The best time to buy is below the mean line, and the best time to sell is above the mean line. That’s easy enough. But price alone is not necessarily the biggest determining factor for identifying a price bubble or even a market cycle, although it can be a point of reference. Forget the “deflation bugs”, generally speaking, prices will increase over long periods of time. One measurement to use is that with major market cycles, the top will re-top in the next major cycle by 50-100% over the previous major cycle high, and it will bottom approximately half way between the last previous major cycle low and high. In other words, if the price measurement tool is accurate, the next “big boom” in real estate prices could show us 50-100% higher prices than the previous market did in 2007. I know, I know, it seems silly doesn’t it? Well, its math, and time tested, and usually right.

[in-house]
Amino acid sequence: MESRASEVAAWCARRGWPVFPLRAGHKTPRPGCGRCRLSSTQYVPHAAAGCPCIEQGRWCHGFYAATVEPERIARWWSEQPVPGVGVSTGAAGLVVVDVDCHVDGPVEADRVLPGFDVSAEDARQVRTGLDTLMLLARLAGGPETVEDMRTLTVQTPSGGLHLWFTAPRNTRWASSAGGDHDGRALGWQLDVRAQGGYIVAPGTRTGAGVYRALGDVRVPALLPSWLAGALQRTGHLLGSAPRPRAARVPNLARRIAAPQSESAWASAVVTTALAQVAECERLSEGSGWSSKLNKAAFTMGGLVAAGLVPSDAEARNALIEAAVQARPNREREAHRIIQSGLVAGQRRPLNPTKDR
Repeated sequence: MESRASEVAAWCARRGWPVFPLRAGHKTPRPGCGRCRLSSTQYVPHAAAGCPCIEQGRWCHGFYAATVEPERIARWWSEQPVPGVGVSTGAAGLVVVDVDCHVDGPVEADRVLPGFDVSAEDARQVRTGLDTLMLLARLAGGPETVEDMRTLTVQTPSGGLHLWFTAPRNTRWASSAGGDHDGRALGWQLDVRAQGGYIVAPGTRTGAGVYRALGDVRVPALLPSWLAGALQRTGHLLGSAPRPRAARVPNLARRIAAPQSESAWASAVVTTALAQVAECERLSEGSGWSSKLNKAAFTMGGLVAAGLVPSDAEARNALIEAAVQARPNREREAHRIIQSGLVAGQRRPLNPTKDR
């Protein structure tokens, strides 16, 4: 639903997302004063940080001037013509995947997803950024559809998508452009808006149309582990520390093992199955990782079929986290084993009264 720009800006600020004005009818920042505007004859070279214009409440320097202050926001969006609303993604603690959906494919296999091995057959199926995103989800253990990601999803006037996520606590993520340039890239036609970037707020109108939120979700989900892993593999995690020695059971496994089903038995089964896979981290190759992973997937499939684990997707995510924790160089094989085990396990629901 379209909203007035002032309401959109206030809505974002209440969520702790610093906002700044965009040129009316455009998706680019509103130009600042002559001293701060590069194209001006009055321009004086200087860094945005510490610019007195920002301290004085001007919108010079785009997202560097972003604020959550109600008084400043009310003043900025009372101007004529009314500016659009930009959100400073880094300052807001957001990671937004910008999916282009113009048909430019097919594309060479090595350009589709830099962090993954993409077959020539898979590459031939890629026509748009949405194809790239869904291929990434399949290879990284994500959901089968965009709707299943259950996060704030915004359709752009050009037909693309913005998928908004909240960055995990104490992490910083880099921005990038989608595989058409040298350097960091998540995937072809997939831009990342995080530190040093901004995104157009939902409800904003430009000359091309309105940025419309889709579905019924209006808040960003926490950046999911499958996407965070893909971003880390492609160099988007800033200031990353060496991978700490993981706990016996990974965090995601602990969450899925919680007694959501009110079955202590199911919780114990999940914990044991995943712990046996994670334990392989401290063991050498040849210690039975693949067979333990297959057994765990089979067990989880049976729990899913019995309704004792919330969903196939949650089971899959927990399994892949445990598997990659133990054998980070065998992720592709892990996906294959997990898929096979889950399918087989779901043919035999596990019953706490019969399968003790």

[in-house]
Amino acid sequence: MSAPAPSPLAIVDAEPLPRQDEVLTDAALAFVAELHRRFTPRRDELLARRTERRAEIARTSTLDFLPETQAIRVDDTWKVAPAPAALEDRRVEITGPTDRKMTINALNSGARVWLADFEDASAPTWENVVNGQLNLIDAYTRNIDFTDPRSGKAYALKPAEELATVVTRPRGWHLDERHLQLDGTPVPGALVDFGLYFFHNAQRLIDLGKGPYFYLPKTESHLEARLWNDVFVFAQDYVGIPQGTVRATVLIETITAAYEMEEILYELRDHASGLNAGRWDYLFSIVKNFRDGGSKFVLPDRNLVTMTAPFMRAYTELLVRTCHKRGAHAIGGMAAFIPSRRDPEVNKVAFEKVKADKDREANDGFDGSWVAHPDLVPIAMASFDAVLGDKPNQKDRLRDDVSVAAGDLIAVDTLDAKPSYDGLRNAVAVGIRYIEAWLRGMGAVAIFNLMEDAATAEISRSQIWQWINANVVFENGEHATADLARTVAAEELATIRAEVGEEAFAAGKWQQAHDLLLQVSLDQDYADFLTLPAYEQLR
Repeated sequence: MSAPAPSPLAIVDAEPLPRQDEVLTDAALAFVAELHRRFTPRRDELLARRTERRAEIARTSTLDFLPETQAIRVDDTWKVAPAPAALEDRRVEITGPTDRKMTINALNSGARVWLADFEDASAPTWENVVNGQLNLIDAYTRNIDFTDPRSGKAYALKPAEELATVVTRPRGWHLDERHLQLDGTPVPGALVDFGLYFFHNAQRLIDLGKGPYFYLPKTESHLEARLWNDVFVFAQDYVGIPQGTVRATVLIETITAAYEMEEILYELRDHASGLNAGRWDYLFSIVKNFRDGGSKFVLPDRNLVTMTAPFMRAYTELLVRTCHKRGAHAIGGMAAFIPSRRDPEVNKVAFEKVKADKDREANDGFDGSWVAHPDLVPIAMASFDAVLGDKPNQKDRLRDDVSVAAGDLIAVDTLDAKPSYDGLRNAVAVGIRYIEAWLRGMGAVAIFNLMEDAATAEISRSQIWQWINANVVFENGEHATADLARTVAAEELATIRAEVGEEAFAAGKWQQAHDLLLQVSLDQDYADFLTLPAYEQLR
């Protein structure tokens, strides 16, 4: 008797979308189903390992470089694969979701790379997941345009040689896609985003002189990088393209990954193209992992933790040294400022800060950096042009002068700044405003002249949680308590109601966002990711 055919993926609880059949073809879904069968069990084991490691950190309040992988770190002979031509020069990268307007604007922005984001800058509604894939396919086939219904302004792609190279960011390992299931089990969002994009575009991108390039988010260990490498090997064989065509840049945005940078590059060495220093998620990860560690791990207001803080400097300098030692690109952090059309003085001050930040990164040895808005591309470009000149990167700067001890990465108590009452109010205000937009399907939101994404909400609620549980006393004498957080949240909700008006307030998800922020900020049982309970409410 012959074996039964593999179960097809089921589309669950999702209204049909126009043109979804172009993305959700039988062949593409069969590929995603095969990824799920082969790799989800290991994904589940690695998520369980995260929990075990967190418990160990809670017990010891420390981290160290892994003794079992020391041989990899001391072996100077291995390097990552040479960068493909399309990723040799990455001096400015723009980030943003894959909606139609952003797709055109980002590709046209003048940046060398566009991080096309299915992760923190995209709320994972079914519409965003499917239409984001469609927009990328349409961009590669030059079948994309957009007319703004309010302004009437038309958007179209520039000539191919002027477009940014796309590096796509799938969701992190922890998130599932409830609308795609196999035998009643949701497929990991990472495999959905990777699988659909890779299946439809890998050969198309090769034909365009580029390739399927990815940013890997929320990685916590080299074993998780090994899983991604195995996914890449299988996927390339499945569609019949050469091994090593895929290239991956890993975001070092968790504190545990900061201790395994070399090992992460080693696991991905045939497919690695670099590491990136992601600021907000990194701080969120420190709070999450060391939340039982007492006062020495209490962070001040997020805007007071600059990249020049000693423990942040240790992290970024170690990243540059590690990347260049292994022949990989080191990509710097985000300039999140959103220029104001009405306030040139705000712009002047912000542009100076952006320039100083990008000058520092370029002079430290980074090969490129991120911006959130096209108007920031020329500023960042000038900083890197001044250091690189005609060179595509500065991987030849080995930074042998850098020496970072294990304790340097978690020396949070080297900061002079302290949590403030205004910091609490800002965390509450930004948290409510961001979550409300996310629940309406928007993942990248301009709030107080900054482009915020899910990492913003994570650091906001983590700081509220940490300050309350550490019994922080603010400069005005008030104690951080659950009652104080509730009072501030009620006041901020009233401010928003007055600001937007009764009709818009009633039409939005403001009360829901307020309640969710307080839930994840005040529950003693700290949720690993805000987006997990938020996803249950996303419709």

The trick in avoiding getting crushed at the top of a market, however, it’s a price measurement at all. It is actually a psychological measurement. Sir John Templeton, perhaps one of the greatest and most controversial investors of all time said it best:
Too simple for you? Okay, let me show it to you a different way, identifying the specific emotions and general sentiment that you will find at the top and bottom of a major market cycle:
Having lived through the last major cycle in real estate, I can attest to the fact that most real estate investors had a lot of optimism, then excitement, then they felt the thrill, then they thought arrogantly about “how smart they were”, and they topped with absolute euphoria, buying fancy houses, luxury cars and taking extravagant vacations paid for by the equity they were making in their real estate holdings. And, it ended. First with anxiety, then with denial of the seriousness which turned into fear, desperation, and ultimately panic. The “I’m so smart” turned into “how could I have been so stupid?”